Post-Colors Between the Buried and Me has been confusing to say the least. In 2009 we saw the release of The Great Misdirect, an album that showed the five-piece North Carolina progressive death metal juggernaut staying in their comfort zone, and it came off as little more than stagnant and bloated. The Parallax albums, despite being pretty sounding at times, came off as little more than attempts to recreate Colors but with the cynicism and sense of humour sucked out (although Future Sequence, despite this, is actually a pretty good album). And chances are, if you didn’t like either of those albums, well it doesn’t look as if Coma Ecliptic will do anything to change your mind, but for the strangest reason. I say this, because the album showcases BTBAM at their softest yet, with the least amount of growls to be featured on any of their albums so far, and more vocal-driven passages than their others too.
If anything made the album that many consider to be their magnum opus, Colors, what it is today, it’s the fact that so many view it as an album that is as much a product of its time as it is an album that stands the test of time. The album was written as a 64-minute piece of music but due to studio pressure, was split into 8 different tracks- but no matter what you view it as, it’s an album that is far more than the sum of its parts, and is chock-full of so many “so bizarre it’s almost cool” moments, such as the bizarre polka tangent in “Prequel to the Sequel” or the bluegrass hoedown at the end of “Ants in the Sky“. It blends in technical death metal with 1970s prog and a shitload of other genres, and features more awkward transitions than flipping channels on TV. The album that came before that, Alaska, had a similar thing going for it. There was less Mr. Bungle-esque genre-roulette, but awkward transitions a-plenty and time signature changes that would make The Mars Volta jealous. “Roboturner” is 7 minutes of being trampled with heaviness from start to finish, and “Croakies and Boatshoes” is a mix of claustrophobic musical heaviness, brutal death metal vocals (including pig grunts), and hilarious lyrics about douchebags. So naturally, with how high-regarded both albums are, it would make sense that BTBAM would be comfortable with their proggier side that they’d make it last on their next few albums.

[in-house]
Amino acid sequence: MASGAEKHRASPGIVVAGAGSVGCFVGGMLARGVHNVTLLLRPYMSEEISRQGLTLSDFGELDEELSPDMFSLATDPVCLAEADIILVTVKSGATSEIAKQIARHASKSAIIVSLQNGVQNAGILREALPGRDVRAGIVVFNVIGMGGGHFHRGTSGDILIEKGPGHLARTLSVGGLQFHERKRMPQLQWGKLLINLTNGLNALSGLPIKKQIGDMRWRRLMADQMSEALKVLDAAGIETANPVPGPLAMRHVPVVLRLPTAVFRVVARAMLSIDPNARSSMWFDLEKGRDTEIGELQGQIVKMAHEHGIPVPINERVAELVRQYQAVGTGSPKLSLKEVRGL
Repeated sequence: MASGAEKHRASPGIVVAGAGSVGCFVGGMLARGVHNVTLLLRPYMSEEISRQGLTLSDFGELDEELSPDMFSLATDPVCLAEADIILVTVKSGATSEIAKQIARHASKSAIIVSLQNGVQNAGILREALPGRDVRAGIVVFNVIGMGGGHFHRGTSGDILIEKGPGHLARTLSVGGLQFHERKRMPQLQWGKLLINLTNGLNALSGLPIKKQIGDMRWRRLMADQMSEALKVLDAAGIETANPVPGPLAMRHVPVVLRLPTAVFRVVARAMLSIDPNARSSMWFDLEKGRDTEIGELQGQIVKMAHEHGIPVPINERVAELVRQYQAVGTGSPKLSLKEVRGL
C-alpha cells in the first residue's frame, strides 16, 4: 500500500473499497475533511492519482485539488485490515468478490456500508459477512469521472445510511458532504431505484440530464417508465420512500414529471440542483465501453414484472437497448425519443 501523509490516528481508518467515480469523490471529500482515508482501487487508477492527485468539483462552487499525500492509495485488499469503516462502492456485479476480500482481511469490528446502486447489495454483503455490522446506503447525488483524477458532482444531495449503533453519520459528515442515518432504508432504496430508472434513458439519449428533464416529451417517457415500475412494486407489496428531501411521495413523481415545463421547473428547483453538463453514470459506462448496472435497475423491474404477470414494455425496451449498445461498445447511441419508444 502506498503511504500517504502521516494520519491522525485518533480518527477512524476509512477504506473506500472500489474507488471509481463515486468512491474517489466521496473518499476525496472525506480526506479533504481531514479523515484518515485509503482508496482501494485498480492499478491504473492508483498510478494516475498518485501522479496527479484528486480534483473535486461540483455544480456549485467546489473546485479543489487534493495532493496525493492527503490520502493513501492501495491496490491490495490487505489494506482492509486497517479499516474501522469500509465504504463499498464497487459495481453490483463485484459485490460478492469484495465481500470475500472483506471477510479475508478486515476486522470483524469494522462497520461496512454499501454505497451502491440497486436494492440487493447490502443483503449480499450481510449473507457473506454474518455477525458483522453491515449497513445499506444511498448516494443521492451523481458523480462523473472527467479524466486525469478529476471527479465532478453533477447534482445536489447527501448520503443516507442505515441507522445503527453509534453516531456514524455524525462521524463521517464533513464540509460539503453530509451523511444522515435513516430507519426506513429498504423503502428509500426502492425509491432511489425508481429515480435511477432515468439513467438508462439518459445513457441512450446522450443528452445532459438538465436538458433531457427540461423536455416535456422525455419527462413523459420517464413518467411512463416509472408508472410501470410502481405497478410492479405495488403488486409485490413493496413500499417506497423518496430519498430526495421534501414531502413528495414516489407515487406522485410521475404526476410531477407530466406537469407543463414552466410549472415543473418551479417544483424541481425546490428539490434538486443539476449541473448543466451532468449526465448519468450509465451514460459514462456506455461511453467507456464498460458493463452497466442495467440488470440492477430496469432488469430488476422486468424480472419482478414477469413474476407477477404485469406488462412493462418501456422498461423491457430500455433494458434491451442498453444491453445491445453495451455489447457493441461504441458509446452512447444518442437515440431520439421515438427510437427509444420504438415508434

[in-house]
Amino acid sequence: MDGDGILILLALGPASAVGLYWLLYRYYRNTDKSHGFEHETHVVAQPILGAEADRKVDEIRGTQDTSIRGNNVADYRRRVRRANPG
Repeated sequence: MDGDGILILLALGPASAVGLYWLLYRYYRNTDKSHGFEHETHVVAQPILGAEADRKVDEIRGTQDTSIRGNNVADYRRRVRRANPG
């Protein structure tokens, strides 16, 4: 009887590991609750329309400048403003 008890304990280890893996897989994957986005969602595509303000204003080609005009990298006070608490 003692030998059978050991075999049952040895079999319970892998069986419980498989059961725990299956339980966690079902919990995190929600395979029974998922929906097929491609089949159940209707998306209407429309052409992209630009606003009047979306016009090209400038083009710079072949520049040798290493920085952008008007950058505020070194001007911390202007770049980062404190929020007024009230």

The biggest problem with the album is something I mentioned above: it’s too reliant on vocals than the long instrumental passages that gave BTBAM their typical kick. This wouldn’t be a problem but for two things: 1) This isn’t a Thomas Giles record and 2) The vocals range from decent to at times cringe-worthy. I mention Thomas Giles as a comparison point, because a number of tracks seem as though they were written for one of Tommy’s solo records (for BTBAM newbs, Thomas Giles is vocalist Tommy Giles Rogers’ solo project). In fact, the opening track “Node” seems to be just that, with sprinklings of spooky keyboard tinkling and occasional moments of The Wall styled bombast thrown in there for measure. It’s not that it’s a bad song, but it almost feels like a poor man’s “Goodbye to Everything”, a track that isn’t even that good to begin with. We also get more evidence that Tommy has been listening to Muse a lot, as “Dim Ignition” pretty much feels like a direct Muse outtake. Which isn’t a bad thing, as it’s actually one of the most interesting moments on the album- problem is, this doesn’t feel like BTBAM so much as it feels like a Thomas Giles album, and that’s one of the biggest issues with this album. Despite this being their least death metal album yet, there’s far less growling- not that that’s a problem, but his clean vocals on this album sound as if he’s doing a weird mix of James LaBrie and Billy Corgan. When his actual growls come in, they sound completely monotone and uninteresting. His vocals are at their lowest on, “The Ectopic Stroll” where it sounds as if he’s trying to sound like James Hetfield- it truly has to be heard to be believed.